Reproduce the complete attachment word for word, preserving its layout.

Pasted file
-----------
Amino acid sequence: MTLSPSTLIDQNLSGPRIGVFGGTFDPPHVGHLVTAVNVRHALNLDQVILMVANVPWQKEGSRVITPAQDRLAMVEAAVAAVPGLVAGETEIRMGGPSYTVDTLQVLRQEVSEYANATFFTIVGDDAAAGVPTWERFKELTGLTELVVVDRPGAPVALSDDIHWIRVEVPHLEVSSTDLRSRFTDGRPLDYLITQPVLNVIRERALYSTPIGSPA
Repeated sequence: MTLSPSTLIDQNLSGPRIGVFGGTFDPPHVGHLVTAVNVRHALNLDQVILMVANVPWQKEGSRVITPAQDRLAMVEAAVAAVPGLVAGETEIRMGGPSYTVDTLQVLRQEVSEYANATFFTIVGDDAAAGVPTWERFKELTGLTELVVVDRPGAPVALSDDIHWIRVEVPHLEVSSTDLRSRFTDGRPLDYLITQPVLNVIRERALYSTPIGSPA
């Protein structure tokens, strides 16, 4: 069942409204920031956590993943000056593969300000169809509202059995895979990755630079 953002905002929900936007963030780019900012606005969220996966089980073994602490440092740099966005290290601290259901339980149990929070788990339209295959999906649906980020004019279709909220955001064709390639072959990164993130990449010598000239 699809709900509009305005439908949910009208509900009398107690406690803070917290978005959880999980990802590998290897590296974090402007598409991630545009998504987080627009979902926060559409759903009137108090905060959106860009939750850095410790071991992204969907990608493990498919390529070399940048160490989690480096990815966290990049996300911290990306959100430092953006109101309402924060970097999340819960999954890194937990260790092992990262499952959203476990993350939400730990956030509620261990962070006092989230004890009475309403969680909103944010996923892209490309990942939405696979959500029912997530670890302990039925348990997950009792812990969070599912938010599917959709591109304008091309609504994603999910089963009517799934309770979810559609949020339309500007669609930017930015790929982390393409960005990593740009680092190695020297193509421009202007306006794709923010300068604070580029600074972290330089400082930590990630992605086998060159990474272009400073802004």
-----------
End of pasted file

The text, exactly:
Amino acid sequence: MTLSPSTLIDQNLSGPRIGVFGGTFDPPHVGHLVTAVNVRHALNLDQVILMVANVPWQKEGSRVITPAQDRLAMVEAAVAAVPGLVAGETEIRMGGPSYTVDTLQVLRQEVSEYANATFFTIVGDDAAAGVPTWERFKELTGLTELVVVDRPGAPVALSDDIHWIRVEVPHLEVSSTDLRSRFTDGRPLDYLITQPVLNVIRERALYSTPIGSPA
Repeated sequence: MTLSPSTLIDQNLSGPRIGVFGGTFDPPHVGHLVTAVNVRHALNLDQVILMVANVPWQKEGSRVITPAQDRLAMVEAAVAAVPGLVAGETEIRMGGPSYTVDTLQVLRQEVSEYANATFFTIVGDDAAAGVPTWERFKELTGLTELVVVDRPGAPVALSDDIHWIRVEVPHLEVSSTDLRSRFTDGRPLDYLITQPVLNVIRERALYSTPIGSPA
């Protein structure tokens, strides 16, 4: 069942409204920031956590993943000056593969300000169809509202059995895979990755630079 953002905002929900936007963030780019900012606005969220996966089980073994602490440092740099966005290290601290259901339980149990929070788990339209295959999906649906980020004019279709909220955001064709390639072959990164993130990449010598000239 699809709900509009305005439908949910009208509900009398107690406690803070917290978005959880999980990802590998290897590296974090402007598409991630545009998504987080627009979902926060559409759903009137108090905060959106860009939750850095410790071991992204969907990608493990498919390529070399940048160490989690480096990815966290990049996300911290990306959100430092953006109101309402924060970097999340819960999954890194937990260790092992990262499952959203476990993350939400730990956030509620261990962070006092989230004890009475309403969680909103944010996923892209490309990942939405696979959500029912997530670890302990039925348990997950009792812990969070599912938010599917959709591109304008091309609504994603999910089963009517799934309770979810559609949020339309500007669609930017930015790929982390393409960005990593740009680092190695020297193509421009202007306006794709923010300068604070580029600074972290330089400082930590990630992605086998060159990474272009400073802004």